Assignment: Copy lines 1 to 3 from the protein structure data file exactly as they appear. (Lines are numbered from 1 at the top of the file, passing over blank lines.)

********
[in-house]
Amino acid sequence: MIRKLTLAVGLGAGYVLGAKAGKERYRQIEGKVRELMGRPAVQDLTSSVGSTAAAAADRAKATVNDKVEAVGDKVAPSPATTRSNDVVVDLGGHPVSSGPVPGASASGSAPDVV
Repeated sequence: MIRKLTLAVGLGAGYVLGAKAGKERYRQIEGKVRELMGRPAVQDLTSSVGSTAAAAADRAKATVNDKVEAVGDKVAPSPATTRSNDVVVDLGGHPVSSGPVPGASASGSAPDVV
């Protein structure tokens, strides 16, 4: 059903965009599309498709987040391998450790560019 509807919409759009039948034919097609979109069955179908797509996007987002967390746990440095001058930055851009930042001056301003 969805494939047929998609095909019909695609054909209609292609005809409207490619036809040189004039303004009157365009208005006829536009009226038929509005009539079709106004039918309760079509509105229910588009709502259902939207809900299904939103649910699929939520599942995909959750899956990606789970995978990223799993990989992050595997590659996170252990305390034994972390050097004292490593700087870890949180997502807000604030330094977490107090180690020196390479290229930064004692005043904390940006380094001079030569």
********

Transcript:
[in-house]
Amino acid sequence: MIRKLTLAVGLGAGYVLGAKAGKERYRQIEGKVRELMGRPAVQDLTSSVGSTAAAAADRAKATVNDKVEAVGDKVAPSPATTRSNDVVVDLGGHPVSSGPVPGASASGSAPDVV
Repeated sequence: MIRKLTLAVGLGAGYVLGAKAGKERYRQIEGKVRELMGRPAVQDLTSSVGSTAAAAADRAKATVNDKVEAVGDKVAPSPATTRSNDVVVDLGGHPVSSGPVPGASASGSAPDVV